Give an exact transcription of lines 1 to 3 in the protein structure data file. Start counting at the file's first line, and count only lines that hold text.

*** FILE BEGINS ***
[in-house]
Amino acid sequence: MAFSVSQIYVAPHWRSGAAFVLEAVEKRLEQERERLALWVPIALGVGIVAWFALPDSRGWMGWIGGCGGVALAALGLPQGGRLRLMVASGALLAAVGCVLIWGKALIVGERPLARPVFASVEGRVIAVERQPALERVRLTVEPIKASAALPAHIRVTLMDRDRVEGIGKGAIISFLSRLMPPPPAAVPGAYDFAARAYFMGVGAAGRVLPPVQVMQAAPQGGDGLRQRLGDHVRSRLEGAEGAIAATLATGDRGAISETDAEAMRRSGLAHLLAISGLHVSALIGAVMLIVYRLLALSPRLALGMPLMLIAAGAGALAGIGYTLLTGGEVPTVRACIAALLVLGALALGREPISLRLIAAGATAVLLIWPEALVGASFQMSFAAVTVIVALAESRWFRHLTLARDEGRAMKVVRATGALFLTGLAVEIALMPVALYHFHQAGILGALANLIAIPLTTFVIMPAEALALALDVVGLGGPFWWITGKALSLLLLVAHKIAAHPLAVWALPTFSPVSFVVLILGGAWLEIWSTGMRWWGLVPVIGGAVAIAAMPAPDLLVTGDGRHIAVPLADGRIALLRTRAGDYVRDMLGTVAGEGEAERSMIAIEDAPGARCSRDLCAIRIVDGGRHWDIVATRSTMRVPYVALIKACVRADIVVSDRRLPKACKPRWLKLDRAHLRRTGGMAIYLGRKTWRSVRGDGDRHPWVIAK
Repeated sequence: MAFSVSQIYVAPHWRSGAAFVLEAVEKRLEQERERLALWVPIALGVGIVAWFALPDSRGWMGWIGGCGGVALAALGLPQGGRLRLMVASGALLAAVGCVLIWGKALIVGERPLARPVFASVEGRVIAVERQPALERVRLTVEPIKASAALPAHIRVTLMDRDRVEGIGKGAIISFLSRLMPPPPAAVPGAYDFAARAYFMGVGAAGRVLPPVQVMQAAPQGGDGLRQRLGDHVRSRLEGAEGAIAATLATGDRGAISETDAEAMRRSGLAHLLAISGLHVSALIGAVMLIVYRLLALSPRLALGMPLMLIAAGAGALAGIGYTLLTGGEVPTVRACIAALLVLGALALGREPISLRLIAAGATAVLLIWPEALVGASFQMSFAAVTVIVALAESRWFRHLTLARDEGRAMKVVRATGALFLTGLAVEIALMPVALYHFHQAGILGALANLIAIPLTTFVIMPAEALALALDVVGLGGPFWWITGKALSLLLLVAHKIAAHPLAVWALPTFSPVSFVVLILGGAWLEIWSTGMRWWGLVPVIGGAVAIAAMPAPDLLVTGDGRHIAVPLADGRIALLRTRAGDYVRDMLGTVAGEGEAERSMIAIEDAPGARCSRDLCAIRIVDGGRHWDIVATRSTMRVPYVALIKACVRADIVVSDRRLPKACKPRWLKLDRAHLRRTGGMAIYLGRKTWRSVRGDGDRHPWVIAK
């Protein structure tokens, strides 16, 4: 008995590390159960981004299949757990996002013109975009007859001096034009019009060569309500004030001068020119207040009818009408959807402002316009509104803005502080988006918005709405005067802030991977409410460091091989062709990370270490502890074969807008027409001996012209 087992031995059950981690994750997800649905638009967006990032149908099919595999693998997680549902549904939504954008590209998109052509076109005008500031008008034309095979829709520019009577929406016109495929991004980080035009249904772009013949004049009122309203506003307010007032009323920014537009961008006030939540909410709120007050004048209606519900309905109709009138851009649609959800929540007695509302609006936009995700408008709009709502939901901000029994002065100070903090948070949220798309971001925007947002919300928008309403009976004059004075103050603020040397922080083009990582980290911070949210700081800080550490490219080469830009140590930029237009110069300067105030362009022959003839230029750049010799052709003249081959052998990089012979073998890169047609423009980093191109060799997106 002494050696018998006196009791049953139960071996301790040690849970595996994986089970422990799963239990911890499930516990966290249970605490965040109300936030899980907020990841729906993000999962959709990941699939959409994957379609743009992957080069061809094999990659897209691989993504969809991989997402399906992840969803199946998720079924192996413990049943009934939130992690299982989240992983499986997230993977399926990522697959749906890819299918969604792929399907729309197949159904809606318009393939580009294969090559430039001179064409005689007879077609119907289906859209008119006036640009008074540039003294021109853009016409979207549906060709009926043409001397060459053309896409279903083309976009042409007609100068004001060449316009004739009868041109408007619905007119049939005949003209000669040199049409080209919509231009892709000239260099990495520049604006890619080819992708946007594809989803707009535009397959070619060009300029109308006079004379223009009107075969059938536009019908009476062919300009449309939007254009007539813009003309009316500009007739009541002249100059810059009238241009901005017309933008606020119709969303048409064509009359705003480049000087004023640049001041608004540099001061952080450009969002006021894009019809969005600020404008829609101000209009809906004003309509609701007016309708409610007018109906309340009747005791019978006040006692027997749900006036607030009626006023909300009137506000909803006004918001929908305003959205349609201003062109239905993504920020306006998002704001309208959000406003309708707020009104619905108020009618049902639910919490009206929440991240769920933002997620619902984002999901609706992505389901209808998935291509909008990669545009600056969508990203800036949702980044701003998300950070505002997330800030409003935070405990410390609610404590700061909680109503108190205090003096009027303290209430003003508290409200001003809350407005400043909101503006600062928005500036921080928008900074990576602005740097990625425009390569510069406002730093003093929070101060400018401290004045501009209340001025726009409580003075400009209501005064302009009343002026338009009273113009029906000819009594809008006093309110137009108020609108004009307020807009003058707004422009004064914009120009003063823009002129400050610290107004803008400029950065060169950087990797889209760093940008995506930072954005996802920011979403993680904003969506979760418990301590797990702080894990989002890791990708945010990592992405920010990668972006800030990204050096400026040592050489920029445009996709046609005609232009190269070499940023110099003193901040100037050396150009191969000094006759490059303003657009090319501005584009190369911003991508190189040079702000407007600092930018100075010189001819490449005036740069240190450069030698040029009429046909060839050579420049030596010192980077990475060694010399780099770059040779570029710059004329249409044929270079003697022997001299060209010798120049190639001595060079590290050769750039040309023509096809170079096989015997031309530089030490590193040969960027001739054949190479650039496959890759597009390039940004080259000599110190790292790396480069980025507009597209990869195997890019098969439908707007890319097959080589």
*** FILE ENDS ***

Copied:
[in-house]
Amino acid sequence: MAFSVSQIYVAPHWRSGAAFVLEAVEKRLEQERERLALWVPIALGVGIVAWFALPDSRGWMGWIGGCGGVALAALGLPQGGRLRLMVASGALLAAVGCVLIWGKALIVGERPLARPVFASVEGRVIAVERQPALERVRLTVEPIKASAALPAHIRVTLMDRDRVEGIGKGAIISFLSRLMPPPPAAVPGAYDFAARAYFMGVGAAGRVLPPVQVMQAAPQGGDGLRQRLGDHVRSRLEGAEGAIAATLATGDRGAISETDAEAMRRSGLAHLLAISGLHVSALIGAVMLIVYRLLALSPRLALGMPLMLIAAGAGALAGIGYTLLTGGEVPTVRACIAALLVLGALALGREPISLRLIAAGATAVLLIWPEALVGASFQMSFAAVTVIVALAESRWFRHLTLARDEGRAMKVVRATGALFLTGLAVEIALMPVALYHFHQAGILGALANLIAIPLTTFVIMPAEALALALDVVGLGGPFWWITGKALSLLLLVAHKIAAHPLAVWALPTFSPVSFVVLILGGAWLEIWSTGMRWWGLVPVIGGAVAIAAMPAPDLLVTGDGRHIAVPLADGRIALLRTRAGDYVRDMLGTVAGEGEAERSMIAIEDAPGARCSRDLCAIRIVDGGRHWDIVATRSTMRVPYVALIKACVRADIVVSDRRLPKACKPRWLKLDRAHLRRTGGMAIYLGRKTWRSVRGDGDRHPWVIAK
Repeated sequence: MAFSVSQIYVAPHWRSGAAFVLEAVEKRLEQERERLALWVPIALGVGIVAWFALPDSRGWMGWIGGCGGVALAALGLPQGGRLRLMVASGALLAAVGCVLIWGKALIVGERPLARPVFASVEGRVIAVERQPALERVRLTVEPIKASAALPAHIRVTLMDRDRVEGIGKGAIISFLSRLMPPPPAAVPGAYDFAARAYFMGVGAAGRVLPPVQVMQAAPQGGDGLRQRLGDHVRSRLEGAEGAIAATLATGDRGAISETDAEAMRRSGLAHLLAISGLHVSALIGAVMLIVYRLLALSPRLALGMPLMLIAAGAGALAGIGYTLLTGGEVPTVRACIAALLVLGALALGREPISLRLIAAGATAVLLIWPEALVGASFQMSFAAVTVIVALAESRWFRHLTLARDEGRAMKVVRATGALFLTGLAVEIALMPVALYHFHQAGILGALANLIAIPLTTFVIMPAEALALALDVVGLGGPFWWITGKALSLLLLVAHKIAAHPLAVWALPTFSPVSFVVLILGGAWLEIWSTGMRWWGLVPVIGGAVAIAAMPAPDLLVTGDGRHIAVPLADGRIALLRTRAGDYVRDMLGTVAGEGEAERSMIAIEDAPGARCSRDLCAIRIVDGGRHWDIVATRSTMRVPYVALIKACVRADIVVSDRRLPKACKPRWLKLDRAHLRRTGGMAIYLGRKTWRSVRGDGDRHPWVIAK